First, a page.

Your Network Access tab should now have an entry labeled 0.0.0.0/0. Modal window for entering information about specific IP address restrictions
This will allow any IP address to access your database if it has the right username and password.

Adding Data

In this tutorial, we will be using a sample database of Airbnb reviews. You can add this to your database from the Database tab under Deployments in the menu on the left side of the screen. Once you are on the “Database Deployments” page, find your cluster (on the free tier, you are only allowed one, so it should be easy). Then, click the “three dots” button and choose Load Sample Data. It may take several minutes to load the data.
Loading sample data into a Mongo Atlas deployment
This will add a collection of free data sources to your MongoDB instance for you to experiment with, including a database of Airbnb reviews.

Using PyMongo to access your data

For the rest of this tutorial, we will use Python and PyMongo to access your new MongoDB Atlas database.
Make sure PyMongo is installed in your Python environment. You can do this with the following command:
You will also need to know:
  1. The username and password you set when you set up the database.
  2. The URL to access your database deployment.
If you have lost your username and password, click on the Database Access tab under Security on the left side of the page. That page will enable you to reset your password.
The Database Access tab on the Mongo Atlas sidebar
To get the URL to access your database, return to the Database tab under Deployment on the left side of the screen. Find your cluster, and look for the button labeled Connect. Click it.
The “Database Deployments” page of Mongo Atlas
You will see a modal pop-up window like the one below: Modal window providing information on accessing a MongoDB Atlas deployment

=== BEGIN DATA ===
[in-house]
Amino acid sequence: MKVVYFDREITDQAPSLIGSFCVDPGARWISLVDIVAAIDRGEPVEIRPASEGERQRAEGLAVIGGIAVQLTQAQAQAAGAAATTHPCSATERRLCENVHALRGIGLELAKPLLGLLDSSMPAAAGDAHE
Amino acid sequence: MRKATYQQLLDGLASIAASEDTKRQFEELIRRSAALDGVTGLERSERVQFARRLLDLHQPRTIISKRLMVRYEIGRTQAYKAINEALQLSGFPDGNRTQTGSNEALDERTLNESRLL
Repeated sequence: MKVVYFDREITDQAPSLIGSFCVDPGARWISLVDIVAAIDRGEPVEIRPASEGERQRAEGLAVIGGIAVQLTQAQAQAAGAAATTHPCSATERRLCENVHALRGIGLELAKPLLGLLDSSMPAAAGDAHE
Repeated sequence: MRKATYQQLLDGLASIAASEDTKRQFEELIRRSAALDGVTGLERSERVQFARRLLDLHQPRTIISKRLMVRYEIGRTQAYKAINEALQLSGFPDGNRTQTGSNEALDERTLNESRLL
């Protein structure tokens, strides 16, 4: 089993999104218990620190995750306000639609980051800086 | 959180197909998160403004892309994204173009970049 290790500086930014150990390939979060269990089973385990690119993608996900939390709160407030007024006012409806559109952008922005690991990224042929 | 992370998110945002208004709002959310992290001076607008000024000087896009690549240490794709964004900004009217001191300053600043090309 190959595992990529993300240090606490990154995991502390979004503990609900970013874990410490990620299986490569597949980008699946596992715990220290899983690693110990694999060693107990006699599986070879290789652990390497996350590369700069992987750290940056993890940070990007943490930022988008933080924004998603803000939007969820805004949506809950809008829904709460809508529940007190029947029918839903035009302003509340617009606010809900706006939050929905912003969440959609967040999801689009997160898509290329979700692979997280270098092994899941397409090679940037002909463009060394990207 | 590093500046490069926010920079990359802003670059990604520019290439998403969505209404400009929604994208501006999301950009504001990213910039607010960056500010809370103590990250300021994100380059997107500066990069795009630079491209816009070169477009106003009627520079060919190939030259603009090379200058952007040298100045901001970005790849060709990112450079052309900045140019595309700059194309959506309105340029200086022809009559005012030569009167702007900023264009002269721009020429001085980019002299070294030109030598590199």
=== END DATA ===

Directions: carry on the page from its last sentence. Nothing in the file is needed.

Click Drivers under Connect to your application. You will see a modal window like the one below. Under number three, you will see the URL you need but without your password. You will need to add your password when using this URL.
Finding specific access information in the modal window

Connecting to your database

Create a file for a new Python script. You can call it test_mongo_connection.py.
Write into this file the following code, which uses PyMongo to create a client connection to your database:
Remember to insert the URL to connect to your database, including the correct username and password.
Next, add code to connect to the Airbnb review dataset that was installed as sample data:
The variable collection is an iterable that will return the entire dataset item by item. To test that it works, add the following line and run test_mongo_connection.py:
This will print JSON formatted text that contains the information in one database entry, whichever one it happened to find first. It should look something like this:
Getting a text response like this will show that you can connect to your MongoDB Atlas database.

Accessing Jina Embeddings v2

Go to the Jina AI embeddings website, and you will see a page like this: Getting a token to access Jina Embeddings from the Jina AI website
Copy the API key from this page. It provides you with 10,000 tokens of free embedding using Jina Embeddings models. Due to this limitation on the number of tokens allowed to be used in the free tier, we will only embed a small part of the Airbnb reviews collection. You can buy additional quota by clicking the “Top up” tab on the Jina Embeddings web page if you want to either embed the entire collection on MongoDB Atlas or apply these steps to another dataset.
Test your API key by creating a new script, call it test_jina_ai_connection.py, and put the following code into it, inserting your API code where marked:
Run the script test_jina_ai_connection.py. You should get something like this:
This indicates you have access to Jina Embeddings via its API.

Indexing your MongoDB collection

Now, we’re going to put all these pieces together with some Python functions to use Jina Embeddings to assign embedding vectors to descriptions in the Airbnb dataset.